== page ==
Challenging Preconceptions of Procurement Starts on the Inside

Article: Dismantle Outdated Silos – Challenging Preconceptions of Procurement Starts on the Inside

stakeholder engagement, Procurement, COMMUNICATION
Rules, Blogs, 1. Reimagine Strategy

Overview

Procurement is often seen as a back-office function that is responsible for buying goods and services. However, the last few years have shown the business world that procurement can play a much more strategic role in an organisation. But, for procurement to have a ‘seat at the table’ and be seen as driving real business value, it must challenge preconceptions and dismantle outdated silos.

This means building relationships with people in other departments, focusing on user-centric processes and managing the transition through effective communications. 


 

In our New Rules of Procurement Engagement series we are engaging with leading procurement thought leaders and practitioners, from global powerhouses to tech wizards, to gain insight into the changing landscape taking place in procurement

Following on from our previous article, how procurement is transforming from a ‘cost cutter’ to a strategic advisor, we now look at the need for procurement to challenge preconceptions and dismantle outdated silos to build strategic relationships within the organisation. And it starts on the inside!

Challenging Preconceptions of Procurement Starts on the Inside

Our New Rules Changemakers share three key areas that will help to change the perception of procurement from a back-office support function to a proactive, strategic resource.

Engage with stakeholders

Gone are the days of working in isolation. Procurement must build relationships with department ‘heads’ and buy-in from its internal customers is critical for procurement to manage this transition from a support function to a catalyst and enabler of positive change.


“You’ve got to constantly engage the business. It’s no good procurement once a year engaging the business, getting their objectives, going away to their Ivory Tower for a year and working on those initiatives in isolation. You’ve got to set up your own internal review panel, your own committee, again ideally for C-suite but if not heads of department, to regularly (by which I mean maybe quarterly) get together and just reevaluate what is important to each of those departments at this particular point in time.”
Nick Drewe, Market Dojo

Effective stakeholder engagement stems from first understanding who you should be communicating with and building relationships with these people. Ask yourself, “who am I here to serve and how best can I do this?” Most procurement professionals will, at some point, have been on the receiving end of push-back and resistance to working with other departments. People can feel threatened by procurement’s intervention into their day-to-day purchasing activities and, at worst, may feel that there will be negative consequences for ‘letting procurement in’. This type of resistance can’t be ignored or underestimated.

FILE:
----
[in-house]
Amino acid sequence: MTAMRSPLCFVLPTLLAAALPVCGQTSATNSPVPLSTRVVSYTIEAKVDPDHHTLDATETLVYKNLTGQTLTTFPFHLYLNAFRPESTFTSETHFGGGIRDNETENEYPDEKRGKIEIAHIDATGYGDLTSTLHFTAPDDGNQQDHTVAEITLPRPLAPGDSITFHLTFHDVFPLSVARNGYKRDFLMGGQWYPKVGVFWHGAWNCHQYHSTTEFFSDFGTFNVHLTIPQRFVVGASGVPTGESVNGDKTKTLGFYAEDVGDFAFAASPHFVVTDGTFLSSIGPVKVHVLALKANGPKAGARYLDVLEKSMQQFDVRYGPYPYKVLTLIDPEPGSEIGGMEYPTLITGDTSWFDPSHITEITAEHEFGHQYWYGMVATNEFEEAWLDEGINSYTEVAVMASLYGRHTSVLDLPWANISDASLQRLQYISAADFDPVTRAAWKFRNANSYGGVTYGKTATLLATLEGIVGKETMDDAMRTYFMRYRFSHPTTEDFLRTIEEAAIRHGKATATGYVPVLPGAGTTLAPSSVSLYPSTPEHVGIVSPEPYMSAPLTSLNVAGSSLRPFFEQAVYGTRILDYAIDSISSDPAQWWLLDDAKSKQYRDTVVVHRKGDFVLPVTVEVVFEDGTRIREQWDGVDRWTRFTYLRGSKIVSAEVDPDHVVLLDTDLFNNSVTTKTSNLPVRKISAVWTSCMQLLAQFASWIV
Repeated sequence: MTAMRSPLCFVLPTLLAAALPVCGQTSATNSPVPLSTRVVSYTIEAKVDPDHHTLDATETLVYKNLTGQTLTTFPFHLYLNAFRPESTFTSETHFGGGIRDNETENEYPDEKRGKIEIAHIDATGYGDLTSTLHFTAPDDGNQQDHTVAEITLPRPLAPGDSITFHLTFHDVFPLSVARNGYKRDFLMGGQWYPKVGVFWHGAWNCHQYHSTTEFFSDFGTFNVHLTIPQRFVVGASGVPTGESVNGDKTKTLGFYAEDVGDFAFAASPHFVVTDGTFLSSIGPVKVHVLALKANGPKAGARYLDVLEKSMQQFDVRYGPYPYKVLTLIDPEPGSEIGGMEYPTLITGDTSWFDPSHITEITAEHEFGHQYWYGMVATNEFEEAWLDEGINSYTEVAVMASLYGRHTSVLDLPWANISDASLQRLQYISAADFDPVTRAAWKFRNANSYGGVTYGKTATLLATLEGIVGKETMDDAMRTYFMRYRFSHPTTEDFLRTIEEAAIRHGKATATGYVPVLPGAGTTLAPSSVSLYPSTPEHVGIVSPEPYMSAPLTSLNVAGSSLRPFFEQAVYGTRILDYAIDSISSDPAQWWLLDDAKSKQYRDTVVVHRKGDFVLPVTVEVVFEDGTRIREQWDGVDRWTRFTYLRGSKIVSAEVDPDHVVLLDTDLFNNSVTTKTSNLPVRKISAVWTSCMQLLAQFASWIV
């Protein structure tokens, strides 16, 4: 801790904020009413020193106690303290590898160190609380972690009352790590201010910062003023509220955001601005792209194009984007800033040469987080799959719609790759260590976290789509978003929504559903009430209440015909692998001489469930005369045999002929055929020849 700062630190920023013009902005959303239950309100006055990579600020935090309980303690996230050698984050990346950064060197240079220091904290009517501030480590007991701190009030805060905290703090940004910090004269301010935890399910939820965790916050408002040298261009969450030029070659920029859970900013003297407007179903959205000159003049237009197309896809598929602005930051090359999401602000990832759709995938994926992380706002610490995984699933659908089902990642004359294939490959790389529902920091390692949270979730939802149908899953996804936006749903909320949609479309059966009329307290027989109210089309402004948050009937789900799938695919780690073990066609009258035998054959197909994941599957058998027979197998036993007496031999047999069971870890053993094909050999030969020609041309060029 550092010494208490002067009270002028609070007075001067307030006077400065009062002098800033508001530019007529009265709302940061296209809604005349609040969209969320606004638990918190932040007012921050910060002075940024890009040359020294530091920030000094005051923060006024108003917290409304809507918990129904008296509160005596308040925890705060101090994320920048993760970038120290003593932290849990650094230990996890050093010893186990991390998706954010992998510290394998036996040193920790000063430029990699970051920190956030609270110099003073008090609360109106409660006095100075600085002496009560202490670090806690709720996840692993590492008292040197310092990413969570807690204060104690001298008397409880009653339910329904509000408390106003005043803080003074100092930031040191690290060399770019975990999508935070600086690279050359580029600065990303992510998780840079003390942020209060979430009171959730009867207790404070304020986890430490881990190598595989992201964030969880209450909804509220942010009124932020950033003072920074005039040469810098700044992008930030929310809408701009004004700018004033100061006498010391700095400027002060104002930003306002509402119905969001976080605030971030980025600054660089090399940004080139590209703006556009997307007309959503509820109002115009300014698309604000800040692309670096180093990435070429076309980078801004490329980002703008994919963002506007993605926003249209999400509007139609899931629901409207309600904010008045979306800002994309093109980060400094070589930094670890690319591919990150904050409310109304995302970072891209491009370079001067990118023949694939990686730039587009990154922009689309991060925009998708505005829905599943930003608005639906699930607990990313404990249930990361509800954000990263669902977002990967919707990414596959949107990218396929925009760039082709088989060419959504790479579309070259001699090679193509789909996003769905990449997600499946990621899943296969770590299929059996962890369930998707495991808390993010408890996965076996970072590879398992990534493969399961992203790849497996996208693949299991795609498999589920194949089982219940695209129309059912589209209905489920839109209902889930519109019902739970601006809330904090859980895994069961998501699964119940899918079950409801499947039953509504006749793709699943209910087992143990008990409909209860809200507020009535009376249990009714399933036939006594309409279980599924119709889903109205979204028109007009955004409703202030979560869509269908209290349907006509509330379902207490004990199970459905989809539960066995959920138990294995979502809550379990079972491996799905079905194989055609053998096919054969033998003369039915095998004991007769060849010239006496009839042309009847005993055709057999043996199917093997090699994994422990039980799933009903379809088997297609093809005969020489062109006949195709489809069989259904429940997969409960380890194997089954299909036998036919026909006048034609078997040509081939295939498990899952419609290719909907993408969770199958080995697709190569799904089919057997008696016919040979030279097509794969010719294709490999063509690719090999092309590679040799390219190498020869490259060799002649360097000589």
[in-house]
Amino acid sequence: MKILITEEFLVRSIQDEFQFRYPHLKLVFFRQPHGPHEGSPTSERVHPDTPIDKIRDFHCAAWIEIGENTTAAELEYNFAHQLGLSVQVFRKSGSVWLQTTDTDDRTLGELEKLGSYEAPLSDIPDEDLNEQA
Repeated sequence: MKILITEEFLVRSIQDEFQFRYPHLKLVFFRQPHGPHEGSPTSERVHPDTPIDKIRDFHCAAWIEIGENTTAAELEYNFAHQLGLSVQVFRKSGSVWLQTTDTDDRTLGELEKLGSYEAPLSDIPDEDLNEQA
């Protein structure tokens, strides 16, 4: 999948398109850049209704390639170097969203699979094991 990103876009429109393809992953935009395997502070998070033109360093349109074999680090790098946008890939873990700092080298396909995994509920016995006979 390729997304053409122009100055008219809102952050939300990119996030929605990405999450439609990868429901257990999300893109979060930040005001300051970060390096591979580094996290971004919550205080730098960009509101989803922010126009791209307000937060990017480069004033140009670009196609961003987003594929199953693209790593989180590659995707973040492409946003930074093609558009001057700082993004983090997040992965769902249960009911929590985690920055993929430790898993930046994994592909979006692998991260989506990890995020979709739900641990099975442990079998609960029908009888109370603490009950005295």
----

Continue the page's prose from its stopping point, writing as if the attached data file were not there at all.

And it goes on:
“People see the purchasing department as a support department not as an added-value department for the business. They see it as administrative, that we don’t have value and that they’ll lose time or power to go through the purchasing department.” Caroline Patricia Huberdeau, Leroy Merlin

Proactive procurement professionals know that they need to get off their seats, leave their offices, and for some, out of their comfort zones. That they must talk to people in other departments to truly understand people’s needs in terms of core/mandatory requirements versus not critical but potential value-add requirements. Armed with this information, or ‘needs analysis’, it can be aligned with the organisation’s needs which will ensure greater success of the project.

However, even when there is departmental and organisational alignment it can still be met with resistance. This is where communication comes in. And by that we mean more than saying “our analysis tells us this so here’s what we’re doing”. It’s about effectively communicating the value, the benefits and the subsequent wins of the project, not just from procurement’s point of view, but for the company as a whole. We’ll talk more on this later in the article.

Struggling to get stakeholder buy-in? Read our article Tactics to Convince Your Stakeholders to Run eAuctions

Focus on user-centric processes

User-centric processes focus on putting the user in the centre of the design. Procurement processes are no different to IT development processes or manufacturing processes. To many, process means technology but this is not the whole picture. Technology is a means to make things better, easier, more efficient for users when thought is first given to what users need and how they will use the tools. 

Important considerations are:

  • What are the users’ goals?
  • What are their pain points?
  • Is the design clear and intuitive?
  • How long does it take to complete each task in the process?
  • Is the process efficient?